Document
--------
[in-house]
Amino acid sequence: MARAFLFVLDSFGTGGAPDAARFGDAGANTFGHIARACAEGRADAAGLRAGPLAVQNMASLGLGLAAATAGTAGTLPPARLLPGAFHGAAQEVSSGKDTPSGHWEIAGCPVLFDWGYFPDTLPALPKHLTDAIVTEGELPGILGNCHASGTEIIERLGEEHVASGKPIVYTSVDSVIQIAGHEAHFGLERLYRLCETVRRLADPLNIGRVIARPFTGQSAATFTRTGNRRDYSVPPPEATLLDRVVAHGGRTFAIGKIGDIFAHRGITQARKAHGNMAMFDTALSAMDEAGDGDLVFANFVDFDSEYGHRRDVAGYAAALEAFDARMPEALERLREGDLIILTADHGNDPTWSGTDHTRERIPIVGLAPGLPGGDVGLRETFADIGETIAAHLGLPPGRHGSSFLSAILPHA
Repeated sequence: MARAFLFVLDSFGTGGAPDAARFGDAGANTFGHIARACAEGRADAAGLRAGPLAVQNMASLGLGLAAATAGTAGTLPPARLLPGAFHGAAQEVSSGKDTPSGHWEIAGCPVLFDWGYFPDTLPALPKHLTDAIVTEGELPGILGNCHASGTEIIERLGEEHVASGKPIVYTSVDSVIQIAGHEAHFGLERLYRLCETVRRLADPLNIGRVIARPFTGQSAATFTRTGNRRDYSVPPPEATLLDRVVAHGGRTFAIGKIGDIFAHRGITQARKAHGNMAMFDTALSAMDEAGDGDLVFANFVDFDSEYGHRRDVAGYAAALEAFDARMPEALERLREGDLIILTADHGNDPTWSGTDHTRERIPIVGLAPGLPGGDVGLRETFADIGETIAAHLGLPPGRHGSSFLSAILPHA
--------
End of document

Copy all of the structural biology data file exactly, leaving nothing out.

[in-house]
Amino acid sequence: MARAFLFVLDSFGTGGAPDAARFGDAGANTFGHIARACAEGRADAAGLRAGPLAVQNMASLGLGLAAATAGTAGTLPPARLLPGAFHGAAQEVSSGKDTPSGHWEIAGCPVLFDWGYFPDTLPALPKHLTDAIVTEGELPGILGNCHASGTEIIERLGEEHVASGKPIVYTSVDSVIQIAGHEAHFGLERLYRLCETVRRLADPLNIGRVIARPFTGQSAATFTRTGNRRDYSVPPPEATLLDRVVAHGGRTFAIGKIGDIFAHRGITQARKAHGNMAMFDTALSAMDEAGDGDLVFANFVDFDSEYGHRRDVAGYAAALEAFDARMPEALERLREGDLIILTADHGNDPTWSGTDHTRERIPIVGLAPGLPGGDVGLRETFADIGETIAAHLGLPPGRHGSSFLSAILPHA
Repeated sequence: MARAFLFVLDSFGTGGAPDAARFGDAGANTFGHIARACAEGRADAAGLRAGPLAVQNMASLGLGLAAATAGTAGTLPPARLLPGAFHGAAQEVSSGKDTPSGHWEIAGCPVLFDWGYFPDTLPALPKHLTDAIVTEGELPGILGNCHASGTEIIERLGEEHVASGKPIVYTSVDSVIQIAGHEAHFGLERLYRLCETVRRLADPLNIGRVIARPFTGQSAATFTRTGNRRDYSVPPPEATLLDRVVAHGGRTFAIGKIGDIFAHRGITQARKAHGNMAMFDTALSAMDEAGDGDLVFANFVDFDSEYGHRRDVAGYAAALEAFDARMPEALERLREGDLIILTADHGNDPTWSGTDHTRERIPIVGLAPGLPGGDVGLRETFADIGETIAAHLGLPPGRHGSSFLSAILPHA